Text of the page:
Brian Krebs is at again, breaking news regarding another large data breach. This time is Irving, Texas-based Michaels Stores Inc. losing 3 Million credit card numbers.
Infogressive CEO, Justin Kallhoff was quoted in two different articles released this week by CRN:
FireEye, NSS Labs Continue To Trade Barbs Over Testing Report Credibility
Prevention Core To Palo Alto Networks’ Philosophy
Mandiant released their 2014 annual report, “M-Trends 2014: Beyond the Breach” today. We found the report to be succinct and informative, so we thought we would share it!
Download the report here
Our very smart friend and all around hilarious reporter Brian Krebs (KrebsonSecurity) does a great job covering a lot of breaches and issues in information security. We particularly found his coverage of the Target breach to informative and on point, so we wanted to share it with our visitors.
Note: We received this from a friend in the Omaha security community. We’re not (nor was he) sure if it’s true or not, but it was too funny and serves as a good reminder regardless of authenticity, so we wanted to share.
“We find it’s always better to fire people on a Friday. Studies have statistically shown that there’s less chance of an incident if you do it at the end of the week.”
— Bob Slydell, Office Space
Well, not all the time, Bob. Allow me to explain.
On Friday, November 15, 2013, I started to receive reports of my web server being unreachable for connections originating from outside the central office. I checked my servers in a panic and found all of them were humming along like a satchel of hornets. I checked the connection with my smartphone and saw that my website was indeed unresponsive. I also checked some other work websites and saw that they were unresponsive from the outside too. Checking further, I found that not only were the DNS entries not resolving externally, all traffic was disappearing into an unanswered pit of silence. It took the ISP working a 72-hour weekend shift to fix the issue. The issue? Allegedly a technician was fired on that fateful Friday and decided to play a little real life “Grand Theft Auto: Fiber Seeking Backhoe Expansion Pack” and did some unauthorized excavating at an ISP networking site. The attached picture of the aftermath speaks volumes. Yes, those are unearthed fiber conduits. This also affected many other organizations in the Metro area. I guess it is true that you can only reduce your risks but never eliminate them, even when canning someone on a Friday.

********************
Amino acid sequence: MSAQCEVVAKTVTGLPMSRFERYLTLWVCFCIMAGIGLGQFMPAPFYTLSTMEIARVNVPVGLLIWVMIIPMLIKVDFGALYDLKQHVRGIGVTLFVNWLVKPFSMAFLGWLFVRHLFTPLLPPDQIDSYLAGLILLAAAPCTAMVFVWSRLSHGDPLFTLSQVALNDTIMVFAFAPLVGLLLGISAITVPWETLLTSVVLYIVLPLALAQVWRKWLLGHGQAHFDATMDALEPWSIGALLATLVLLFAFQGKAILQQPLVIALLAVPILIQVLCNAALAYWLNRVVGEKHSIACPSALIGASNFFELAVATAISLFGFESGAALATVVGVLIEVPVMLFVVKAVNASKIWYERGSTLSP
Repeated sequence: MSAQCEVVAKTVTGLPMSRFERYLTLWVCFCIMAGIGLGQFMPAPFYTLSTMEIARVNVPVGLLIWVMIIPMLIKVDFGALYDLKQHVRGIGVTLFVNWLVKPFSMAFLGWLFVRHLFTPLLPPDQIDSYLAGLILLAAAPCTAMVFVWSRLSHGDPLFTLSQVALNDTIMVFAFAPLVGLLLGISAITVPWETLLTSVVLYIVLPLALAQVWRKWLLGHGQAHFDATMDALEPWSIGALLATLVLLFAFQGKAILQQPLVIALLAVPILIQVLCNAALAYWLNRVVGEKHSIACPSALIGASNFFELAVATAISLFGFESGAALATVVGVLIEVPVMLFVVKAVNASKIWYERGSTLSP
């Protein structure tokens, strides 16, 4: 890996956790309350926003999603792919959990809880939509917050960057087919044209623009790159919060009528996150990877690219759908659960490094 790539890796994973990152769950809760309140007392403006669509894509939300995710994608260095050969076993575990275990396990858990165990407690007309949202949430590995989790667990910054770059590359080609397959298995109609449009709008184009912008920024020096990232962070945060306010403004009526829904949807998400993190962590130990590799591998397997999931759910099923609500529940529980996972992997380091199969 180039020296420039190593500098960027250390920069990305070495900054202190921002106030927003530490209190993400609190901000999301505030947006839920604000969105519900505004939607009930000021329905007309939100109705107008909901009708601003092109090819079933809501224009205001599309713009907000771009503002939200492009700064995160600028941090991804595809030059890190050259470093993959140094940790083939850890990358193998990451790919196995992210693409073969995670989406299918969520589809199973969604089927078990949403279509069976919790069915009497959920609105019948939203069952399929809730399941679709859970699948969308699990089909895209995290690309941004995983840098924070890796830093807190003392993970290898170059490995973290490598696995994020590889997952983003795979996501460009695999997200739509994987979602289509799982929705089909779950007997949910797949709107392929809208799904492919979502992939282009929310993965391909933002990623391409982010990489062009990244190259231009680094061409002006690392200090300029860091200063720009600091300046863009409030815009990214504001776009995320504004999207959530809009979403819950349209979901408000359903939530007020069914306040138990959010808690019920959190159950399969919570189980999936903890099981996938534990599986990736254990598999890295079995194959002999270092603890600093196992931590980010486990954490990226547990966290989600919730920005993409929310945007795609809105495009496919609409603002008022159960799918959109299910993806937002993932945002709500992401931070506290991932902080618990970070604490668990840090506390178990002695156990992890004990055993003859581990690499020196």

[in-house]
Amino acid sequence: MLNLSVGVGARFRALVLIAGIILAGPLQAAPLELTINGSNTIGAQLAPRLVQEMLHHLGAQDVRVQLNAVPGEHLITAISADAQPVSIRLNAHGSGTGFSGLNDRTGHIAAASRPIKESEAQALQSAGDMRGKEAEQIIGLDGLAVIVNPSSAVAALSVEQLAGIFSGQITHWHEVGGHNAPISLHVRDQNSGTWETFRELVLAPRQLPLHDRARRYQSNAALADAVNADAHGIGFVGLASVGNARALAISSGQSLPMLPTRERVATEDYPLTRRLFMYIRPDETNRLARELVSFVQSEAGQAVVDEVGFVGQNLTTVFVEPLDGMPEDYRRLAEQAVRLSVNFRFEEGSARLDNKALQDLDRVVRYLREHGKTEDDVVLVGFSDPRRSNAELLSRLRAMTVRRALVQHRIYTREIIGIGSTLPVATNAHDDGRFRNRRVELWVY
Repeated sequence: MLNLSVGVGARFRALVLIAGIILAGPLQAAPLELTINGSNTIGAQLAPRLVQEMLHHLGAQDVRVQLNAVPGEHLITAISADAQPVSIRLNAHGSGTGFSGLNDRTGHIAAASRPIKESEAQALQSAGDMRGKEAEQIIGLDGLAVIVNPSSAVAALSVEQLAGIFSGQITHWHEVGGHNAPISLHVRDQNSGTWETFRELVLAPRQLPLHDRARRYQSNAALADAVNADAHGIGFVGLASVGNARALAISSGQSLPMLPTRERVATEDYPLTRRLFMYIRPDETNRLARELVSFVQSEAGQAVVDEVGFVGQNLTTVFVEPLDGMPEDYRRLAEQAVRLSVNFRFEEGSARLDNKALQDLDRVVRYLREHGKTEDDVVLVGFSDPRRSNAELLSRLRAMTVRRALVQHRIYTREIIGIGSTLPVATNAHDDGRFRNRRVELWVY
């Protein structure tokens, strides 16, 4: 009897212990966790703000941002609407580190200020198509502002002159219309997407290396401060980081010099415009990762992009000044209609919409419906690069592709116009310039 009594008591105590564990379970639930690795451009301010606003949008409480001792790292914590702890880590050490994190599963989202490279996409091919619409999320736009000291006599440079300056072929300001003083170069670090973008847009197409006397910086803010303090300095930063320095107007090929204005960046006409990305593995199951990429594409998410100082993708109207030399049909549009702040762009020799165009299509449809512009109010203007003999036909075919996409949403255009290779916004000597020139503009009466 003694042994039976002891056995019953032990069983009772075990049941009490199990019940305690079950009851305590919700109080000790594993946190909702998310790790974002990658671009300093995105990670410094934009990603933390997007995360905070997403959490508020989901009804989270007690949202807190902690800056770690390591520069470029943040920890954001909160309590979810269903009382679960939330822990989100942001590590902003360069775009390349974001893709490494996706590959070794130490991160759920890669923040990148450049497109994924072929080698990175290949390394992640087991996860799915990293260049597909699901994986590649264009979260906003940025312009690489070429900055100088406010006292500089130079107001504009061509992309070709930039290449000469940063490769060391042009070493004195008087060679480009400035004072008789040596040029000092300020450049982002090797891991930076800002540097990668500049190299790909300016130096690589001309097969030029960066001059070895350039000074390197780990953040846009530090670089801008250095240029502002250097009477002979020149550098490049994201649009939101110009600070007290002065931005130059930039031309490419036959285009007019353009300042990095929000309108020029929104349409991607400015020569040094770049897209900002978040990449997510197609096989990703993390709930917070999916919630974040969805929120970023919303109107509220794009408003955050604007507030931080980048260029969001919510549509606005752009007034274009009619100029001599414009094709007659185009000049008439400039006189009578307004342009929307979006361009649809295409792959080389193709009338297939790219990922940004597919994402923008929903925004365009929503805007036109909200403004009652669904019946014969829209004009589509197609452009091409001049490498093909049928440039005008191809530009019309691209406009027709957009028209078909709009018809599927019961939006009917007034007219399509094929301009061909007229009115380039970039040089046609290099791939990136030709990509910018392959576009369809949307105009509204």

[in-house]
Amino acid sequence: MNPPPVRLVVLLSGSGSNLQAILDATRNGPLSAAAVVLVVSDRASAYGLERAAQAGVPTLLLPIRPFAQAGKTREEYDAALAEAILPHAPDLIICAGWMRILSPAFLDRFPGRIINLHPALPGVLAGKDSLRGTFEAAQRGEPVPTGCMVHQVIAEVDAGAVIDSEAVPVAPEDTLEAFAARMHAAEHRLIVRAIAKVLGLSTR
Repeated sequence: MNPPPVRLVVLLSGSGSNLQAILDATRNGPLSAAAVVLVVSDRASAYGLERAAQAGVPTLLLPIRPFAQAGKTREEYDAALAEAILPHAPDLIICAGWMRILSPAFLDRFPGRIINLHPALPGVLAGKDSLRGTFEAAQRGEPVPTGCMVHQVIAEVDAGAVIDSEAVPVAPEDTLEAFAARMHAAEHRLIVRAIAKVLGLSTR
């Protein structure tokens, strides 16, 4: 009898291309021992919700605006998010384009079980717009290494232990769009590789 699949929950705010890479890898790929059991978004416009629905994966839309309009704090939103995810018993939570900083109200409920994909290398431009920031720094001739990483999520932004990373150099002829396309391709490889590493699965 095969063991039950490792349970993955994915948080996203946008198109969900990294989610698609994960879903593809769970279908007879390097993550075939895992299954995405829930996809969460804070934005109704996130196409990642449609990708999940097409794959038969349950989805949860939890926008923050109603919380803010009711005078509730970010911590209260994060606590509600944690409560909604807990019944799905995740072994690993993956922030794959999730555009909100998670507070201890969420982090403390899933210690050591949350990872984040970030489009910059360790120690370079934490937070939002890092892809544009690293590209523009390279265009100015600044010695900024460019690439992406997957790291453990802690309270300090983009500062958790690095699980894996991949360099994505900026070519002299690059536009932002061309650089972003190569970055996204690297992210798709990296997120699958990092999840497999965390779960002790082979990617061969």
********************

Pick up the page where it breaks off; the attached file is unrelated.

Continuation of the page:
We get the question a lot in the field and during presentations, “What is the difference between NGFW and UTM?” Andrew Plato wrote a blog article on the subject and I’d say his opinions have a lot of merit. Certainly worth a read for those wondering about the differences or those that like to watch the information security market evolve.
I received a really well designed phishing attack today targeted at Amazon, so I thought I’d share it in hopes that it might save a few people.
GCFAs have the knowledge, skills, and abilities to handle advanced incident handling scenarios, conduct formal incident investigations, and carry out forensic investigation of networks and hosts.
More certifications added to the Infogressive team.
Take a look at who earned these achievements in the .pdf document located here.
A quick review of the Bureau of Labor Statistics Occupational Outlook shows us that ethical hackers will be in higher and higher demand over the next decade. With this demand, the need for a supply of highly qualified and professional information security personnel increases. The supply of highly qualified and professional personnel can only be created by organizations that can train and mentor them en masse, or rather, a large quantity of them relatively quickly…
Read the full story here at ethicalhacker.net.